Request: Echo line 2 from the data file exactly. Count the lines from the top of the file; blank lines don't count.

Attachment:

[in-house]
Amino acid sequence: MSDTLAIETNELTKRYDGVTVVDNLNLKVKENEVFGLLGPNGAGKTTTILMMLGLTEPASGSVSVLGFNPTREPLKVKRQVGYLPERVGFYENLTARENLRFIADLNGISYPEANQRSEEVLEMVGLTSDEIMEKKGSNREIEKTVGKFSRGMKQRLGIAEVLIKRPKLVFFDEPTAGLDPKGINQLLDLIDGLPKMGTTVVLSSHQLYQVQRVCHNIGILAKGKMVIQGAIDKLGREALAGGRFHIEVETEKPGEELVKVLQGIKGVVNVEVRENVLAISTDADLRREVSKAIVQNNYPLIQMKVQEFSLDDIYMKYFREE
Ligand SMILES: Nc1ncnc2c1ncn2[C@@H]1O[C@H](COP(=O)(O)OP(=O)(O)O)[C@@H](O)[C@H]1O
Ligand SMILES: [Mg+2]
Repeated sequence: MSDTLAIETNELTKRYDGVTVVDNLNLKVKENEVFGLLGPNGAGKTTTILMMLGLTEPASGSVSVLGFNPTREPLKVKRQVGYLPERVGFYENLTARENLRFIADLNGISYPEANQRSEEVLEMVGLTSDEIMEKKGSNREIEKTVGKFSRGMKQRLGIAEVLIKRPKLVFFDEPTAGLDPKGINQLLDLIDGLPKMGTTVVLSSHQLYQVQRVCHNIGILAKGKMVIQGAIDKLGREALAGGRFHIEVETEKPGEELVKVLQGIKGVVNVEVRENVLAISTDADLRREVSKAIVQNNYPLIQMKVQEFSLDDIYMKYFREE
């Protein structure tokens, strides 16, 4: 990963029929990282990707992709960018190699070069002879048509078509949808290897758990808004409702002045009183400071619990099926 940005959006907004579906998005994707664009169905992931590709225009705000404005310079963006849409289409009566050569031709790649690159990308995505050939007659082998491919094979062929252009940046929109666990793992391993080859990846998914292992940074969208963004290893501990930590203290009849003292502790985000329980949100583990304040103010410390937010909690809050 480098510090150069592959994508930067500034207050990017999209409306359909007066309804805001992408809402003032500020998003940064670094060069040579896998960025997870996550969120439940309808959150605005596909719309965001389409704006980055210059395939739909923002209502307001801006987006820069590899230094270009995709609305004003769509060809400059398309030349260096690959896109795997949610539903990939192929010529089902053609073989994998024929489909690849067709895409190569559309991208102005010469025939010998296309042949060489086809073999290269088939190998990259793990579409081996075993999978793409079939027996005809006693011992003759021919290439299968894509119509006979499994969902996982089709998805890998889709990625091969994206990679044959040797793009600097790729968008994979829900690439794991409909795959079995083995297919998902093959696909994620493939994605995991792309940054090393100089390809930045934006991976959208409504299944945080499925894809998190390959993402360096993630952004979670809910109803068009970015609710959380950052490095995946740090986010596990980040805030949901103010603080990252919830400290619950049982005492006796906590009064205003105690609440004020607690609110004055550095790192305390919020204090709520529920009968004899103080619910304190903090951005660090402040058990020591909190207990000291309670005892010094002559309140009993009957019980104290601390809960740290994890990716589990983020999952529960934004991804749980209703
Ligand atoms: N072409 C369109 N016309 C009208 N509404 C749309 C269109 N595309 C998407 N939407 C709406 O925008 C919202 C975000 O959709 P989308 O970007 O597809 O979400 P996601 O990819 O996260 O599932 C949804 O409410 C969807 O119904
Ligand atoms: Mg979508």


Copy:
Amino acid sequence: MSDTLAIETNELTKRYDGVTVVDNLNLKVKENEVFGLLGPNGAGKTTTILMMLGLTEPASGSVSVLGFNPTREPLKVKRQVGYLPERVGFYENLTARENLRFIADLNGISYPEANQRSEEVLEMVGLTSDEIMEKKGSNREIEKTVGKFSRGMKQRLGIAEVLIKRPKLVFFDEPTAGLDPKGINQLLDLIDGLPKMGTTVVLSSHQLYQVQRVCHNIGILAKGKMVIQGAIDKLGREALAGGRFHIEVETEKPGEELVKVLQGIKGVVNVEVRENVLAISTDADLRREVSKAIVQNNYPLIQMKVQEFSLDDIYMKYFREE